202 Moby Thesaurus words for "sell": abalienate, advertise, alien, alienate, amortize, argue into, assign, assure, ballyhoo, bark, barter, be convincing, be in, be sold, bequeath, betray, bill, boost, brim, bring, bring home to, bring in, bring over, bring round, bring to reason, brink, build up, bulletin, bunker, captivate, carry, carry conviction, cater, cede, charm, cheat, circularize, clear the trade, close out, coal, command, con, confer, consign, convert, convert into cash, convey, convict, convince, convinced, cross, cry up, cut under, deal in, deceit, deception, deed, deed over, deliver, demise, devolve upon, dispose of, double-cross, draw, draw over, drive home to, dump, edge, effect a sale, enfeoff, establish, exchange, fake, feed, fetch, fill up, flimflam, flog, forage, fringe, fuel, furnish, gain, gain over, gas, gas up, give, give a write-up, give away, give publicity, give title to, gross, hand, hand down, hand on, hand over, handle, hawk, hem, hoax, hook, hook in, inform against, inspire belief, job, lead to believe, liquidate, make a sale, make over, market, merchandise, move, negotiate, net, offer, oil, outtalk, pass, pass on, pass over, peddle, perimeter, periphery, persuade, persuaded, placard, plug, post, post bills, post up, press-agent, prevail on, prevail upon, prevail with, promote, provender, provision, publicize, puff, purvey, push, put across, put over, put-on, realize, resell, retail, return, sacrifice, satisfy, sell for, sell off, sell on consignment, sell one on, sell out, sell over, sell retail, sell short, sell up, sell wholesale, selvage, settle, settle on, sham, shop, sign away, sign over, skirt, spiel, spoof, stock, supply, surrender, sway, talk into, talk over, tattle on, tell on, terminate the account, top off, trade, trade in, traffic, traffic in, transfer, transmit, turn into money, turn over, undercut, undersell, unload, vend, verge, victual, wangle, wangle into, wear down, wholesale, win, win over, write up, yield

Sell \Sell\, n. An imposition; a cheat; a hoax. [Colloq.] [1913 Webster]

Sell \Sell\ (s[e^]l), v. i. 1. To practice selling commodities. [1913 Webster] I will buy with you, sell with you; . . . but I will not eat with you. --Shak. [1913 Webster] 2. To be sold; as, corn sells at a good price. [1913 Webster] {To sell out}, to sell one's whole stock in trade or one's entire interest in a property or a business. [1913 Webster]

Sell \Sell\ (s[e^]l), v. t. [imp. & p. p. {Sold} (s[=o]ld); p. pr. & vb. n. {Selling}.] [OE. sellen, sillen, AS. sellan, syllan, to give, to deliver; akin to OS. sellian, OFries. sella, OHG. sellen, Icel. selja to hand over, to sell, Sw. s["a]lja to sell, Dan. s[ae]lge, Goth. saljan to offer a sacrifice; all from a noun akin to E. sale. Cf. {Sale}.] 1. To transfer to another for an equivalent; to give up for a valuable consideration; to dispose of in return for something, especially for money. It is the correlative of buy. [1913 Webster] If thou wilt be perfect, go and sell that thou hast, and give to the poor. --Matt. xix. 21. [1913 Webster] I am changed; I'll go sell all my land. --Shak. [1913 Webster] Note: Sell is corellative to buy, as one party buys what the other sells. It is distinguished usually from exchange or barter, in which one commodity is given for another; whereas in selling the consideration is usually money, or its representative in current notes. [1913 Webster] 2. To make a matter of bargain and sale of; to accept a price or reward for, as for a breach of duty, trust, or the like; to betray. [1913 Webster] You would have sold your king to slaughter. --Shak. [1913 Webster] 3. To impose upon; to trick; to deceive; to make a fool of; to cheat. [Slang] --Dickens. [1913 Webster] {To sell one's life dearly}, to cause much loss to those who take one's life, as by killing a number of one's assailants. {To sell} (anything) {out}, to dispose of it wholly or entirely; as, he had sold out his corn, or his interest in a business. [1913 Webster]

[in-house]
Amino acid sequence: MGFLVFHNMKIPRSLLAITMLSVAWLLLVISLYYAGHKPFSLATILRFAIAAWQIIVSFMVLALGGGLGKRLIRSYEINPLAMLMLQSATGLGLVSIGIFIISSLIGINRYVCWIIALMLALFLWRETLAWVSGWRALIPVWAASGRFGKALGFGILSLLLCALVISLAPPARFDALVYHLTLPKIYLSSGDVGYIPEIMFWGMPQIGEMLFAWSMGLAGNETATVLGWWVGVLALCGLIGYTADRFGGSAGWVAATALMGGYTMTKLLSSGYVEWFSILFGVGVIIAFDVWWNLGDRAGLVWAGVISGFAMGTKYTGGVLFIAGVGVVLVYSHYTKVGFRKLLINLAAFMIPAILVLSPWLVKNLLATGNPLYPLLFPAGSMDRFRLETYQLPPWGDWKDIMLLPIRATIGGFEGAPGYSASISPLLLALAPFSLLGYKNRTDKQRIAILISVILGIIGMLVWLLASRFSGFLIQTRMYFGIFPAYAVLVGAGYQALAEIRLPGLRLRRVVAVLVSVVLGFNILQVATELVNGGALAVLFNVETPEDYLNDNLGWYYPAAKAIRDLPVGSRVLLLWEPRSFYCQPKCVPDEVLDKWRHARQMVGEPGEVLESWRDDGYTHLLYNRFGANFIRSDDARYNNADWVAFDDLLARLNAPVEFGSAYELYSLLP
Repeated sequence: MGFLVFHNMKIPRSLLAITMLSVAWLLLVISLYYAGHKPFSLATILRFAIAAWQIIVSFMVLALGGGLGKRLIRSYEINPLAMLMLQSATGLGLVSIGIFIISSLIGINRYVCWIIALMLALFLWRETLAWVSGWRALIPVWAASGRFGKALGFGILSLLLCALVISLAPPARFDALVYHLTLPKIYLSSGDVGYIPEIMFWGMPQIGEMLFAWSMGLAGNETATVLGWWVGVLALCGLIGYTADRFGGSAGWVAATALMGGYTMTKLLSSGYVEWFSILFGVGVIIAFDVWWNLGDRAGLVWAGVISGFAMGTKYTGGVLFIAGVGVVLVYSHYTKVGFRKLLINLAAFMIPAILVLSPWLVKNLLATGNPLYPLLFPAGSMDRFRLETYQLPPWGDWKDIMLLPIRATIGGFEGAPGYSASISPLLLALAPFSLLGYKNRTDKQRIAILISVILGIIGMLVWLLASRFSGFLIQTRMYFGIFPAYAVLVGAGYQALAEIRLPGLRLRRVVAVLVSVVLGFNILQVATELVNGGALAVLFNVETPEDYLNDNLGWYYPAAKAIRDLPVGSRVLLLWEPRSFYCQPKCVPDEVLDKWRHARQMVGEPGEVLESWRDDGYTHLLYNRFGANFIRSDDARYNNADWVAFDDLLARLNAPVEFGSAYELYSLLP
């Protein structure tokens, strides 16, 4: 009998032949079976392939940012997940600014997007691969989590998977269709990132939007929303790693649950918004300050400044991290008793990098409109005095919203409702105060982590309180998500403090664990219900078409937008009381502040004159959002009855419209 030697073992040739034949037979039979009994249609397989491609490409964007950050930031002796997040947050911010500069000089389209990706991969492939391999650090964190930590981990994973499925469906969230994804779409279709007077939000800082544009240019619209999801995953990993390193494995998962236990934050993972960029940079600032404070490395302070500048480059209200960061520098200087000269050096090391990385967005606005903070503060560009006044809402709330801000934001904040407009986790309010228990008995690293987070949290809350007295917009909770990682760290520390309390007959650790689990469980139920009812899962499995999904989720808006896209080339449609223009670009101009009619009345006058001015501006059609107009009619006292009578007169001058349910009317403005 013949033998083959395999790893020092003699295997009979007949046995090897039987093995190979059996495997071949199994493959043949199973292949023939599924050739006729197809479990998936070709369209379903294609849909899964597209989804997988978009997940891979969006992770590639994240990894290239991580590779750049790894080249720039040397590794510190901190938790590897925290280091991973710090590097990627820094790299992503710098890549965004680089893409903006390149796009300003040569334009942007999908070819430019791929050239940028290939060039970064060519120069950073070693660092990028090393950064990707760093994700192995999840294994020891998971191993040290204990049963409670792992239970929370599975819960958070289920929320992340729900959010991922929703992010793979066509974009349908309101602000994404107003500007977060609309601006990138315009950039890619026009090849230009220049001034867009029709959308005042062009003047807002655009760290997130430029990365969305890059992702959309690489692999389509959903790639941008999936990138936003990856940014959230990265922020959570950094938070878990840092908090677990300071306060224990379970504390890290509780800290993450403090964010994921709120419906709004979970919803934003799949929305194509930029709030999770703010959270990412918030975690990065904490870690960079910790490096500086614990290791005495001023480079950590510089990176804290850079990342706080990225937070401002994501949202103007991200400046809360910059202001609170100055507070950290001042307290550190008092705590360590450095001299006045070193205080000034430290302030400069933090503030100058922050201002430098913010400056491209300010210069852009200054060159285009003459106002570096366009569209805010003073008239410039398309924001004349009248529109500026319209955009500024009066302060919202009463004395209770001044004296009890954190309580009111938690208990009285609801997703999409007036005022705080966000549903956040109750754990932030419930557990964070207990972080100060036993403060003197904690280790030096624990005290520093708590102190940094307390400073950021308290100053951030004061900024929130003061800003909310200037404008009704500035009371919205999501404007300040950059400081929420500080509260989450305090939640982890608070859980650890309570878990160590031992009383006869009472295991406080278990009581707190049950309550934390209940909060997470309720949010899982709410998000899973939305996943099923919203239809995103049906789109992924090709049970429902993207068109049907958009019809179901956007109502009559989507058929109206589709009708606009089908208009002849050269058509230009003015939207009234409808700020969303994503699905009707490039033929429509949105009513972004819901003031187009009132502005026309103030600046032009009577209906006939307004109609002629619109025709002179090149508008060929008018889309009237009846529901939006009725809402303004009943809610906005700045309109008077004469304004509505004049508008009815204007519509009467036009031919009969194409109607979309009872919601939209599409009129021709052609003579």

Sell \Sell\ (s[e^]l), n. [F. selle, L. sella, akin to sedere to sit. See {Sit}.] 1. A saddle for a horse. [Obs.] [1913 Webster] He left his lofty steed with golden self. --Spenser. [1913 Webster] 2. A throne or lofty seat. [Obs.] --Fairfax. [1913 Webster]

Sell \Sell\ (s[e^]l), n. A cell; a house. [Obs.] --Chaucer. [1913 Webster]

Sell \Sell\ (s[e^]l), n. A sill. [Obs.] --Chaucer. [1913 Webster]

Sell \Sell\ (s[e^]l), n. Self. [Obs. or Scot.] --B. Jonson. [1913 Webster]

Data Sources:

  • pawn: WordNet (r) 2.0
  • pawn: Moby Thesaurus II by Grady Ward, 1.0
  • pawn: The Collaborative International Dictionary of English v.0.44
  • pawn: The Collaborative International Dictionary of English v.0.44
  • pawn: The Collaborative International Dictionary of English v.0.44
  • pawn: The Collaborative International Dictionary of English v.0.44
  • sell: WordNet (r) 2.0
  • sell: Moby Thesaurus II by Grady Ward, 1.0
  • sell: The Collaborative International Dictionary of English v.0.44
  • sell: The Collaborative International Dictionary of English v.0.44
  • sell: The Collaborative International Dictionary of English v.0.44
  • sell: The Collaborative International Dictionary of English v.0.44
  • sell: The Collaborative International Dictionary of English v.0.44
  • sell: The Collaborative International Dictionary of English v.0.44
  • sell: The Collaborative International Dictionary of English v.0.44

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Your Comparisons - Pawn And Sell